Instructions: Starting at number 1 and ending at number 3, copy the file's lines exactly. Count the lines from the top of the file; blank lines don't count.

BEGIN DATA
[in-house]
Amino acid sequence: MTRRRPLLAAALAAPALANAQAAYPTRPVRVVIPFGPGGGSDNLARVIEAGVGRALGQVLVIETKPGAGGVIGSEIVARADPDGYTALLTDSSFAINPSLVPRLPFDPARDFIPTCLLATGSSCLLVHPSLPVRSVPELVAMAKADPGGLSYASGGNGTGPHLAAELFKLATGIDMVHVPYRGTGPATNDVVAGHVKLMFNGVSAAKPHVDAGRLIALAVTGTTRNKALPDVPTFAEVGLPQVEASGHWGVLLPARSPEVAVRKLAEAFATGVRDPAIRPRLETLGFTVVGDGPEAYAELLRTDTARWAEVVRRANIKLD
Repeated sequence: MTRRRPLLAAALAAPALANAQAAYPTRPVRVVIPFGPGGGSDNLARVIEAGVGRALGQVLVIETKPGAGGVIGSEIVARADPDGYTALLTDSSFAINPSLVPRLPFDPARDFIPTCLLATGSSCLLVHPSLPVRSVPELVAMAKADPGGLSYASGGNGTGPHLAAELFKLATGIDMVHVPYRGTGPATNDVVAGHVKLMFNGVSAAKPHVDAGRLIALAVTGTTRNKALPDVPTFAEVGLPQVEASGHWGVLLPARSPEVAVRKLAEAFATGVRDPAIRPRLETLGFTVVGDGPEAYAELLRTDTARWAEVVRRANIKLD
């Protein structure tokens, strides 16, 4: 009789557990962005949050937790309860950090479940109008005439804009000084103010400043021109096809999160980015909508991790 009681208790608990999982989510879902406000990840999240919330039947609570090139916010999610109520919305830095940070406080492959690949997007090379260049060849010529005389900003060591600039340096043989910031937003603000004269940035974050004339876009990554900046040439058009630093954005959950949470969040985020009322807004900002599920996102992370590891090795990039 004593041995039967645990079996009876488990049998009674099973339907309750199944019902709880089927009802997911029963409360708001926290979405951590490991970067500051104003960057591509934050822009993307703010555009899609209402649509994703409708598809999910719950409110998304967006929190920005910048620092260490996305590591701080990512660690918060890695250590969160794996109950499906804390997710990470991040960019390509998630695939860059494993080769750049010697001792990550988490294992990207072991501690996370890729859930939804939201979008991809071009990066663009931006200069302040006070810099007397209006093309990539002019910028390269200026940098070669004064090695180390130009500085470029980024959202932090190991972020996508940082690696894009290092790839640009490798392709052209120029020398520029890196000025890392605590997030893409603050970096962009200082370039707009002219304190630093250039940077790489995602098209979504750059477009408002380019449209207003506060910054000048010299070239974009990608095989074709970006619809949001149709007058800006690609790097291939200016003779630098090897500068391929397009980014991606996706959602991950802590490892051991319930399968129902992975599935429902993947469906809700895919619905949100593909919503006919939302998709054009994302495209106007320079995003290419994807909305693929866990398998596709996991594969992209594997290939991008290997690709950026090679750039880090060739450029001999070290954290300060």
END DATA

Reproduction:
[in-house]
Amino acid sequence: MTRRRPLLAAALAAPALANAQAAYPTRPVRVVIPFGPGGGSDNLARVIEAGVGRALGQVLVIETKPGAGGVIGSEIVARADPDGYTALLTDSSFAINPSLVPRLPFDPARDFIPTCLLATGSSCLLVHPSLPVRSVPELVAMAKADPGGLSYASGGNGTGPHLAAELFKLATGIDMVHVPYRGTGPATNDVVAGHVKLMFNGVSAAKPHVDAGRLIALAVTGTTRNKALPDVPTFAEVGLPQVEASGHWGVLLPARSPEVAVRKLAEAFATGVRDPAIRPRLETLGFTVVGDGPEAYAELLRTDTARWAEVVRRANIKLD
Repeated sequence: MTRRRPLLAAALAAPALANAQAAYPTRPVRVVIPFGPGGGSDNLARVIEAGVGRALGQVLVIETKPGAGGVIGSEIVARADPDGYTALLTDSSFAINPSLVPRLPFDPARDFIPTCLLATGSSCLLVHPSLPVRSVPELVAMAKADPGGLSYASGGNGTGPHLAAELFKLATGIDMVHVPYRGTGPATNDVVAGHVKLMFNGVSAAKPHVDAGRLIALAVTGTTRNKALPDVPTFAEVGLPQVEASGHWGVLLPARSPEVAVRKLAEAFATGVRDPAIRPRLETLGFTVVGDGPEAYAELLRTDTARWAEVVRRANIKLD